Namely: Companies like Airbnb and Uber are increasingly taking on some of the roles that have traditionally belonged to government.
Airbnb plans to collect taxes on behalf of individual users on the platform, and it will lump all that money into a single big tax payment to local governments (whether that's quarterly or monthly depends on the city). Because individual hosts won't file these taxes themselves (as many should have been doing until now), they won't have to give local governments their names, addresses, social security numbers, or basic details about how much they're charging or how many nights they rent their homes. Airbnb won't hand over that fine-grained information, either. To protect the privacy of its users, the company is effectively serving as the tax collector for them.
Hilton, of course, remits lodging taxes to city coffers, too, in a big lump sum, just as other retailers do sales taxes. But Hilton isn't making that payment on behalf of thousands of individual entrepreneurs who run their own room-sized hotels.
Cities like the District will reserve the right to audit the numbers Airbnb gives them, as they would any taxpayer. This model — companies enforce the regulation, cities try to check up on them — has already appeared elsewhere with Uber and Lyft. In Chicago, for instance, a new law requires drivers who give rides for pay in their personal cars to have background checks, vehicle inspections and random drug testing. But the vast majority of drivers won't have to complete these requirements with the city, in stark contrast to what licensed cab drivers must do.
Chicago instead requires Uber and companies like it to get government approval for their own background check and inspection processes. The city has decided that rules so important they must be directly enforced with taxi drivers can be carried out with UberX drivers instead by the third party that organizes them.
The California Public Utilities Commission similarly came up with a 19-point checklist for vehicle inspections in the state — then it tasked Uber and Lyft with making sure their drivers actually get them. In each of these cases, regulators have set the standards, leaving companies to carry them them out. With, in theory, some oversight.
This model of "delegated regulation," as NYU's Arun Sundararajan puts it, certainly has some skeptics. And it's left a lot of room for interpretation in California, where Uber and Lyft have tried to argue that drivers can conduct inspections for each other just as well as professional mechanics can. But there's a logistical reality here, too. Airbnb has vastly expanded the number of quasi-hoteliers needing to collect hotel or occupancy taxes. Uber has vastly expanded the number of drivers needing to comply with safety laws. From a city's perspective, these trends represent a sudden explosion in the need for oversight.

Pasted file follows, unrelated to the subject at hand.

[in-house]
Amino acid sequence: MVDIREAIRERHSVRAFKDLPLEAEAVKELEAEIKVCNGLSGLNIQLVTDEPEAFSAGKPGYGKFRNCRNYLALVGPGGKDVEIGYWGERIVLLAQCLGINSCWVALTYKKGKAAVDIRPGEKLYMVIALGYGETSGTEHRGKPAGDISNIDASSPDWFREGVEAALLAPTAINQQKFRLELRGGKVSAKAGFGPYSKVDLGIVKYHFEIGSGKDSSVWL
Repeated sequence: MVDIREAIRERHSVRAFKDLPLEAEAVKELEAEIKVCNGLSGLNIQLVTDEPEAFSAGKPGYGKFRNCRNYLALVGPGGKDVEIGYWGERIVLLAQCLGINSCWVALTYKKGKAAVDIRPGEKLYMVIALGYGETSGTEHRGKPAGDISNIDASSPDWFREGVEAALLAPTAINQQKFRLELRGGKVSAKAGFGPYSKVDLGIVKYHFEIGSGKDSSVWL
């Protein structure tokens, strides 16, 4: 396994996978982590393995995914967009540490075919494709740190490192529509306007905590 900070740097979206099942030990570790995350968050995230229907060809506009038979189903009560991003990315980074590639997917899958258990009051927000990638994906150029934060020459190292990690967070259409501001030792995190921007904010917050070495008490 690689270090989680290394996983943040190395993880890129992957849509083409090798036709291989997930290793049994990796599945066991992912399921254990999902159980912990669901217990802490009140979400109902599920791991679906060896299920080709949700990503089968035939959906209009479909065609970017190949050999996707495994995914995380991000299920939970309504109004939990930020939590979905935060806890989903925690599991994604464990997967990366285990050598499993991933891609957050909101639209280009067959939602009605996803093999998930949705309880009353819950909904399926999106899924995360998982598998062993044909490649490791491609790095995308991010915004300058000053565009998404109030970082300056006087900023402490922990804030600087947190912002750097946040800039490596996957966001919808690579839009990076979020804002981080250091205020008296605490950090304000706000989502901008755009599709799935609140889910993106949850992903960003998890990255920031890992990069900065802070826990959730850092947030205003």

"As the number of small businesses gets larger, and as the size of each small business gets smaller," Sundararajan says, "the overhead that this is going to impose on a regulatory authority is going to be pretty extensive. It seems sort of socially efficient to delegate that."
It's also possible, he adds, that these digitally savvy companies may be better at doing some of these jobs than government itself — provided, that is, that we have reliable systems for auditing them. Ultimately, good regulation is meant to serve societal goals: keeping passengers safe, preventing services from discriminating against some consumers, generating tax revenue to support public services like police departments.
"I think it gets more interesting," Sundararajan says, "when the platform might have superior capabilities to fulfill these societal objectives."
Take discrimination, for example, which has historically been a significant issue in the taxi industry. Cab companies are still frequently accused of refusing to serve minority passengers or low-income neighborhoods. The only way to prove that is through patterns: by looking at where taxis operate over time, or where complaints of discriminatory service cluster. And it's highly likely that companies that have built sophisticated data platforms to track our travel behavior will be better at detecting such patterns than government regulators.
Sundararajan points to credit card companies that have over time developed a deep understanding of the telltale patterns of fraud. They've learned, for instance, that a one-dollar charge at a gas station may well mean someone is testing the viability of your stolen Mastercard. An Uber driver who routinely cancels trips destined for Anacostia might trigger similar flags about discrimination.
"There's no way we can set up a reporting system that will generate all of the information under which the government can do as good of a job," Sundararajan says.
Of course, there are potential downsides to delegating this oversight to companies founded not to serve the public but to make a profit. It may not be in Uber's interest to boot that driver off the platform (nor is it clear that a driver wrongly accused of discrimination and kicked off the service would have some fair way to appeal that decision). It is, however, in Uber's interest to find a loophole in delegated regulation where it doesn't have to pay professional mechanics to inspect drivers' cars.
Uber and Airbnb — or Etsy and TaskRabbit — may well be more sophisticated than government at maintaining order within the raucous new ecosystems they're creating. But we have to be really smart about how we get them to do that.